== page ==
Hackers are in charge of a database containing more than 8,700 harvested FTP account credentials, including username, password and server addresses, revealed secure web gateway products provider Finjan in its latest Malicious Page of the Month report.
These stolen credentials enable criminals to compromise servers and automatically inject crimeware to infect users visiting them, says the security vendor.
They are using the NeoSploit 2 Crimeware toolkit for this purpose, the report notes.
According to Finjan, some of these stolen accounts belong to the Fortune-level global companies in a wide range of industries including manufacturing, telecom, media, online retail, IT, as well as government agencies. The stolen accounts include some of the world's top 100 domains as ranked by Alexa.com.
Hackers are not only in possession of such significant information, they are also engaged in its trading, claims Finjan's Malicious Code Research Center (MCRC), a department that researches security vulnerabilities in internet applications.
MCRC has detailed the workings of an insidious new application, especially designed to abuse and trade stolen FTP account credentials of legitimate companies around the world. A trading interface is used to qualify the stolen accounts in terms of country of residence of the FTP server and Google page ranking of the compromised server, MCRC says.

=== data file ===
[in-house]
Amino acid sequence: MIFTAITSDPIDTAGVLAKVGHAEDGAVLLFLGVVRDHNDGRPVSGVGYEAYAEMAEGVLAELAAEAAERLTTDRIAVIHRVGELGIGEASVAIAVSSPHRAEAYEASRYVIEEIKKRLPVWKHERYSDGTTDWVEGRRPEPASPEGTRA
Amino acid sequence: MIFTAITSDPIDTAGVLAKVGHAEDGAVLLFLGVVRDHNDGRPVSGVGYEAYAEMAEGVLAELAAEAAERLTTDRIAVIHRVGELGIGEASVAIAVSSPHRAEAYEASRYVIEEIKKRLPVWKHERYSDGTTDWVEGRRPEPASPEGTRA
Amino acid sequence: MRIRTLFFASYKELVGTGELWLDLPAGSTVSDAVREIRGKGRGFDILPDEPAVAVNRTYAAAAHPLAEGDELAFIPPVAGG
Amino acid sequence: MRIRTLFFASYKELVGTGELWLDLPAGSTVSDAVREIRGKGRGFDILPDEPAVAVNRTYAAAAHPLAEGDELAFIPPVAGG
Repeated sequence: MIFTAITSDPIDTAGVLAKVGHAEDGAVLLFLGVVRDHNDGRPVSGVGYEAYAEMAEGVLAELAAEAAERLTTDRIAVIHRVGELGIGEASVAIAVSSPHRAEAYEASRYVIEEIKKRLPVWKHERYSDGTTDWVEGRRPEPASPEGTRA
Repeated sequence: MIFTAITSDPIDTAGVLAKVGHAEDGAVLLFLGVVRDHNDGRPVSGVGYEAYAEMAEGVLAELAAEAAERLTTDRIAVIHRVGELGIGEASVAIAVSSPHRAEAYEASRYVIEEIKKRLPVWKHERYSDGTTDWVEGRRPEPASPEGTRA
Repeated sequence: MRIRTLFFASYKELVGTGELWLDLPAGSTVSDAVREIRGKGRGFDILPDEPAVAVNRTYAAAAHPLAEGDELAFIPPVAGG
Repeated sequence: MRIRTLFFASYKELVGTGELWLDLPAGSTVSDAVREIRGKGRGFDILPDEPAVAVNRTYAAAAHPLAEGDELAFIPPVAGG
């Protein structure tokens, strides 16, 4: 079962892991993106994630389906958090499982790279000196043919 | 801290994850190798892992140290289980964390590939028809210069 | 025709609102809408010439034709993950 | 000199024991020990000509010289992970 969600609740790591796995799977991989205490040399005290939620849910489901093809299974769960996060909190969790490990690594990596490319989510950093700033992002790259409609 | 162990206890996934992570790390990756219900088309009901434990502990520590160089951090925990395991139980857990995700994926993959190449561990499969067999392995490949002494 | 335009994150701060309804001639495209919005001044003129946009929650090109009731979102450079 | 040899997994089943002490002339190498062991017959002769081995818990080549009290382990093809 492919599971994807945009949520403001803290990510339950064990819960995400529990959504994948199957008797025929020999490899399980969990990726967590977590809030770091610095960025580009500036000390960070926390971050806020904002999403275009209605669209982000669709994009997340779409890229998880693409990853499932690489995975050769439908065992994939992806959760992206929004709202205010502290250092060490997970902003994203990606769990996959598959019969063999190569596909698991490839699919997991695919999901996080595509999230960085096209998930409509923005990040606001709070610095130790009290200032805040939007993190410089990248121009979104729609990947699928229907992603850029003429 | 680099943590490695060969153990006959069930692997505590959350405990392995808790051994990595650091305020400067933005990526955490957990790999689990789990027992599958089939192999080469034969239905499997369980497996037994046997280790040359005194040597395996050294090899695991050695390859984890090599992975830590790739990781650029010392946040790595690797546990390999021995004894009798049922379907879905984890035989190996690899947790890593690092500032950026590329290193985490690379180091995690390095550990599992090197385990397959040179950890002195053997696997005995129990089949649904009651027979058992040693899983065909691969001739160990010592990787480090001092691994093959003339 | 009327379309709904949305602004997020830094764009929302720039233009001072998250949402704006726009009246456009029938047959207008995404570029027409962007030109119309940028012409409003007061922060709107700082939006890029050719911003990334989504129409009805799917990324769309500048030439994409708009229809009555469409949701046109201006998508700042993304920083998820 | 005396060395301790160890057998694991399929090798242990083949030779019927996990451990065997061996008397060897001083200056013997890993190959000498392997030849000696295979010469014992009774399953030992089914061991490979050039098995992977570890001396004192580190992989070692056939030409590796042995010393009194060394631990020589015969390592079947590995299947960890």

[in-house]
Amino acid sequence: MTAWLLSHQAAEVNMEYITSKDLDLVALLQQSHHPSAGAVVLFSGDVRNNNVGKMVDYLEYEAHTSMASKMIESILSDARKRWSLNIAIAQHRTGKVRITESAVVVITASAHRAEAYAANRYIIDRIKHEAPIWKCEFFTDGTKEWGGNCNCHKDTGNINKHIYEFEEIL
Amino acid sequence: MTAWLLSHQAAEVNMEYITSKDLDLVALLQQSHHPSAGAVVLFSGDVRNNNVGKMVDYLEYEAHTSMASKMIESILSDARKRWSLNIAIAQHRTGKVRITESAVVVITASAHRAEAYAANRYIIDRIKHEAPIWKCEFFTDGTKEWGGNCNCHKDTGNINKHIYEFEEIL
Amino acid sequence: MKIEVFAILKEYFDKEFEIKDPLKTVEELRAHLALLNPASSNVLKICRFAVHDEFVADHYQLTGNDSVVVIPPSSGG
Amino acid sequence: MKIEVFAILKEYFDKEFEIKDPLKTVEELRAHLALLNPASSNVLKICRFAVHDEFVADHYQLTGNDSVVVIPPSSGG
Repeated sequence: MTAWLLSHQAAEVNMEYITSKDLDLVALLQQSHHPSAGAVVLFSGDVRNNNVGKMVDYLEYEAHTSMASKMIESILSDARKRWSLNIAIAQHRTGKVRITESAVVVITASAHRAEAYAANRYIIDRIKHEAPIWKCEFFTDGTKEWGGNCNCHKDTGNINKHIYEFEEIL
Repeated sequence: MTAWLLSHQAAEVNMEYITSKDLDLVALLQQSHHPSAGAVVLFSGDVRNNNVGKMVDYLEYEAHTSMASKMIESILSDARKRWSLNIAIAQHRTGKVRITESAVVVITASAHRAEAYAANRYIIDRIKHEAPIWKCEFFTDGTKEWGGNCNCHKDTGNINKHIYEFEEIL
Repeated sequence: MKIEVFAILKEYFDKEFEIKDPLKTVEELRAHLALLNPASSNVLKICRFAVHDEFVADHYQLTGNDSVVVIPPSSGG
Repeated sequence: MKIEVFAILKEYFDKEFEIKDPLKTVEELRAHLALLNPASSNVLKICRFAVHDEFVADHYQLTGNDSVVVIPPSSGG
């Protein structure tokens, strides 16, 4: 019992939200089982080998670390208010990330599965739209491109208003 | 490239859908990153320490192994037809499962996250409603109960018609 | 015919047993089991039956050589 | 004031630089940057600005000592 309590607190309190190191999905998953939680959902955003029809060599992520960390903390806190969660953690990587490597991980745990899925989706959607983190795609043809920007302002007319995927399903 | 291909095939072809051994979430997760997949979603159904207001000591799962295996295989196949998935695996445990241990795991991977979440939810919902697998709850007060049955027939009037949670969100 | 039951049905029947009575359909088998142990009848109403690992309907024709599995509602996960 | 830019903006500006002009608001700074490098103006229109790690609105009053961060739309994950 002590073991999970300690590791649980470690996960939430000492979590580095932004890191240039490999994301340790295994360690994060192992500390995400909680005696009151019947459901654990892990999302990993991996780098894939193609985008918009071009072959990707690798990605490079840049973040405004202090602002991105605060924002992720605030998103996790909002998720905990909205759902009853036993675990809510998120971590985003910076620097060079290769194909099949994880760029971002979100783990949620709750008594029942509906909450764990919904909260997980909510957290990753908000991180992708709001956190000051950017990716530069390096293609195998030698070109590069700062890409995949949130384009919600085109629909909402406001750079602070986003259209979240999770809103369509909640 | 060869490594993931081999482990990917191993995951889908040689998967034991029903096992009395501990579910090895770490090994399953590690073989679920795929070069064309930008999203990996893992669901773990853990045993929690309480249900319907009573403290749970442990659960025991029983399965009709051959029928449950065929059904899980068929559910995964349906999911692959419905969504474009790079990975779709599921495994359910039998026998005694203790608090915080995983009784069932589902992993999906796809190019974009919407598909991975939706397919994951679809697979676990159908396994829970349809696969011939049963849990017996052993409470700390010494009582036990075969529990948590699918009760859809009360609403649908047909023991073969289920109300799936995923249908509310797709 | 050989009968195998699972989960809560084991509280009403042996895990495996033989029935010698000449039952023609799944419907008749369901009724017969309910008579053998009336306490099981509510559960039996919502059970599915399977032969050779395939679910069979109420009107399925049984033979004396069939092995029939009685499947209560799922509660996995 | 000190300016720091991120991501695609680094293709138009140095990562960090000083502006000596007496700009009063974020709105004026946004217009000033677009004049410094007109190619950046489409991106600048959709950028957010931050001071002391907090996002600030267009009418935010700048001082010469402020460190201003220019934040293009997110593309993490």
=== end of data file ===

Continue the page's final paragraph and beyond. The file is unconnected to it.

According to MCRC, this information enables the cybercriminals to devise cost for the compromised FTP credentials for resale to other cybercriminals or to adjust the attack on more prominent sites.
"With this new trading application, cybercriminals have an instant 'solution' to their 'problem' of gaining access to FTP credentials and thus infecting both the legitimate websites and its unsuspecting visitors," says Yuval Ben-Itzhak, CTO of Finjan.
The company has invited IT security personnel from legitimate organisations to inquire if their FTP servers' credentials are among those identified as stolen. Finjan can be contacted at here.